To the rest of the banking world, the merger last April of Union Bank and Bank of California was simply one more wedding in an industry rife with marriages of convenience.

But executives at the new Union Bank of California, the offspring of the merger between the two West Coast financial institutions, said they see the consolidation as a way for the bank to grow up faster in the proprietary mutual fund industry.

With a combined total of $4.3 billion of assets in its proprietary funds, executives said, the new bank is positioned to expand.

Greg Knopf, formerly of Union Bank and now head of Union Bank of California's mutual fund division, said it would broaden its fund lineup, explore niches and new distribution channels, market more aggressively, and possibly acquire mutual fund families next year.

The union of the banks' mutual fund operations will be completed in the first quarter of 1997. Mr. Knopf said he would not even know until yearend whether the fund unit would be headquartered in San Francisco, Los Angeles, or both.

Some industry observers are skeptical of Union Bank of California's chances of survival in the fund industry. They doubt it is big enough - or experienced enough, for that matter - to increase its mutual fund business substantially.

Mr. Knopf, however, believes otherwise.

"The benefit of consolidating the funds is that we can spread the costs among a larger asset base and expenses will go down," Mr. Knopf said. The bank will be able to expand "the funds and the shareholder benefits. That's what's driving the merger of the two fund" families.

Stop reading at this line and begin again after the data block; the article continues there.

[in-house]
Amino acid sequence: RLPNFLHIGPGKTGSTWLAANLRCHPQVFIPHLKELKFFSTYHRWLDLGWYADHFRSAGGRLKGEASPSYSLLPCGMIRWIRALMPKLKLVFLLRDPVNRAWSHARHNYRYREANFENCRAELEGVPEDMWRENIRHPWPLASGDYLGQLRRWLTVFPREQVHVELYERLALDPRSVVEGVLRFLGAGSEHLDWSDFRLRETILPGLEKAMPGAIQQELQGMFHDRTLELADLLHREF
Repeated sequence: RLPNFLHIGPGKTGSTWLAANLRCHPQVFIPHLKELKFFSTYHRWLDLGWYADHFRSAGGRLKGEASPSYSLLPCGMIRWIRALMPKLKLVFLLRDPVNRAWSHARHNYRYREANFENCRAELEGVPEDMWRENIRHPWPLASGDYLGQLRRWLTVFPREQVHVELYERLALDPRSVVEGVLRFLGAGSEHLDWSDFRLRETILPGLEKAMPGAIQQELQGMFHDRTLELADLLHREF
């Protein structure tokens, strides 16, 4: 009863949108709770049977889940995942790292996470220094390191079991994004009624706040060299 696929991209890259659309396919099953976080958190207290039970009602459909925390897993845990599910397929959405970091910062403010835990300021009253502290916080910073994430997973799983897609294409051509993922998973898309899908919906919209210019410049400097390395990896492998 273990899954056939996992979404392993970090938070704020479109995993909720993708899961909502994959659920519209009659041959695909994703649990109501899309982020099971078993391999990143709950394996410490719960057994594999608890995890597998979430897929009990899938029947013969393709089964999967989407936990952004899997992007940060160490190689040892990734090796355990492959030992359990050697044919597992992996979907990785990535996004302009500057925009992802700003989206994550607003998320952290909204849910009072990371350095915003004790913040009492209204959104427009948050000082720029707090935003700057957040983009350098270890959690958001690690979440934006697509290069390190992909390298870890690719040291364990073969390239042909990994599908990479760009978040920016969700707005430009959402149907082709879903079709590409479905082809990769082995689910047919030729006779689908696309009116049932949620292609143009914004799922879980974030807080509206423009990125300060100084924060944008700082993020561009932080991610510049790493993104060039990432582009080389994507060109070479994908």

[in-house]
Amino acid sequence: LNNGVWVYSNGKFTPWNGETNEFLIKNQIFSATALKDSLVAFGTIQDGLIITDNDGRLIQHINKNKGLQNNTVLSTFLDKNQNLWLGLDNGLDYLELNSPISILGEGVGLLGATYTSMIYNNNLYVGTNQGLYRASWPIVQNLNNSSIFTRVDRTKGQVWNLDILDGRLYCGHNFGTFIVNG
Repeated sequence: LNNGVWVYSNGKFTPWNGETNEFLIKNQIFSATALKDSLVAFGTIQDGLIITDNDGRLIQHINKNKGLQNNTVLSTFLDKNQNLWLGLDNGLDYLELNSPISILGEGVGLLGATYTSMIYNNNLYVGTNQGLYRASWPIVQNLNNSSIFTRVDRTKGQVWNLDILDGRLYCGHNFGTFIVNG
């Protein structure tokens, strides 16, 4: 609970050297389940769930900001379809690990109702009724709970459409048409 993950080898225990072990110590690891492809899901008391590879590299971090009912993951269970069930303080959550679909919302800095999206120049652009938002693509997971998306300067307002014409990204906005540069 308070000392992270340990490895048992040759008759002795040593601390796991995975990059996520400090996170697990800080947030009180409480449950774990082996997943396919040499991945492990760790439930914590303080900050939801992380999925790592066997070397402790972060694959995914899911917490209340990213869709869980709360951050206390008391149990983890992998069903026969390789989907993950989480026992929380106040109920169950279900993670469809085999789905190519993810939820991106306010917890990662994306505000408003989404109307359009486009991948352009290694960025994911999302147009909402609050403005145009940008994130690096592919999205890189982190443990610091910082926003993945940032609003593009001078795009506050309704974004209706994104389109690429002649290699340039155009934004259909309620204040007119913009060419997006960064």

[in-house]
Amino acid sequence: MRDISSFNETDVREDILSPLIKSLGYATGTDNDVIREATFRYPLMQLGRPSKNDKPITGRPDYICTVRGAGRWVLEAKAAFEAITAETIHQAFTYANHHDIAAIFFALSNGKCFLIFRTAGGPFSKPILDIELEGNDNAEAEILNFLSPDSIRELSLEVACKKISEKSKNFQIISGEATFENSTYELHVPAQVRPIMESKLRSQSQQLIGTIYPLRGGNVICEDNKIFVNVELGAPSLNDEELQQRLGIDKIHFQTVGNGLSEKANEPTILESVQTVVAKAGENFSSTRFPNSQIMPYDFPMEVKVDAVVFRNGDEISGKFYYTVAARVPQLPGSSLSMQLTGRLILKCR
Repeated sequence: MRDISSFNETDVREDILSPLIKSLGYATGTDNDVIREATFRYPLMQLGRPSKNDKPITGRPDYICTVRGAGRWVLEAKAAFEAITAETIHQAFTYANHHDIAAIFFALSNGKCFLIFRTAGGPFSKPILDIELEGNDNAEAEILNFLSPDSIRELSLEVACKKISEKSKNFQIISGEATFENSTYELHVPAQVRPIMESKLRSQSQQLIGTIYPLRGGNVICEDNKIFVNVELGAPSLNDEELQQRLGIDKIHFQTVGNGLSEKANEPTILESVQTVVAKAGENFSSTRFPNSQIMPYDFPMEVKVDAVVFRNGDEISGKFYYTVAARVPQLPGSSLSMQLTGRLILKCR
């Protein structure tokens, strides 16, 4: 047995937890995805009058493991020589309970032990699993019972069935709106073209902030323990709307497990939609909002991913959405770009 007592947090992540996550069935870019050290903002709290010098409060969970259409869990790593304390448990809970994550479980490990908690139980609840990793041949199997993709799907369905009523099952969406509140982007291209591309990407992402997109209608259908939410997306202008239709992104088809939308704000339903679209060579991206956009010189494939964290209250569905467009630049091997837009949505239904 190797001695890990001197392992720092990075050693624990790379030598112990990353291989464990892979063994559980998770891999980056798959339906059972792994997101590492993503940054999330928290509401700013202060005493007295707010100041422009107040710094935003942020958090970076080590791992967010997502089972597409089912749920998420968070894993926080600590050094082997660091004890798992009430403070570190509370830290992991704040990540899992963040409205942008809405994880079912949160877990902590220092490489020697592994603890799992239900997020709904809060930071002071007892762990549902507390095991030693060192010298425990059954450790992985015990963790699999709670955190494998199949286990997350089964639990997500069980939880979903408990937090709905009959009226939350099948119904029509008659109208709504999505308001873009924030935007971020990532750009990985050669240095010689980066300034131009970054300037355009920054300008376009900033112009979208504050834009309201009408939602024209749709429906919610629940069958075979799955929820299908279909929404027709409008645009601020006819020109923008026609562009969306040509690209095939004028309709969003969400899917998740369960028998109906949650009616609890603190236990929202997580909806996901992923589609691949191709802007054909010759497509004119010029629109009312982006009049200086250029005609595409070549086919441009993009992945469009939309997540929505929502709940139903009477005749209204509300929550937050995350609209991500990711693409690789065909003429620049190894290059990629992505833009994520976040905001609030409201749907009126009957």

The new Union Bank of California, with $27.7 billion of total assets, is promoting itself as the third-largest commercial bank in California and among the 30 largest in the country. It has 268 branches and nearly 10,000 employees in California, Washington, and Oregon.

The bank's multistate presence, Mr. Knopf said, would give it a chance to target a wider mix of customers with a redesigned mutual fund family and more aggressive marketing.

Before the merger, Union Bank ran 14 proprietary funds under the name Stepstone, which had $2.7 billion of assets. Bank of California was slightly smaller, with 11 funds marketed under the name Highmark and $1.6 billion of assets.

The postmerger goal, Mr. Knopf said, is to have $10 billion of proprietary mutual fund assets by 2000.

The funds in Stepstone's lineup generally have outperformed - although only by a percentage point or two - those in the Highmark family in areas where the two overlap, according to data from Lipper Analytical Service.

An exception is Stepstone's retail growth fund, which returned 14.13% for the year ended Aug. 31. Highmark's comparable fund returned 14.69% in the same period.

Union Bank of California will continue to use both the Stepstone and Highmark names, but they will be used in marketing through different distribution channels. Stepstone may be the name given to fiduciary and load products, Mr. Knopf said, while Highmark funds would be no-loads.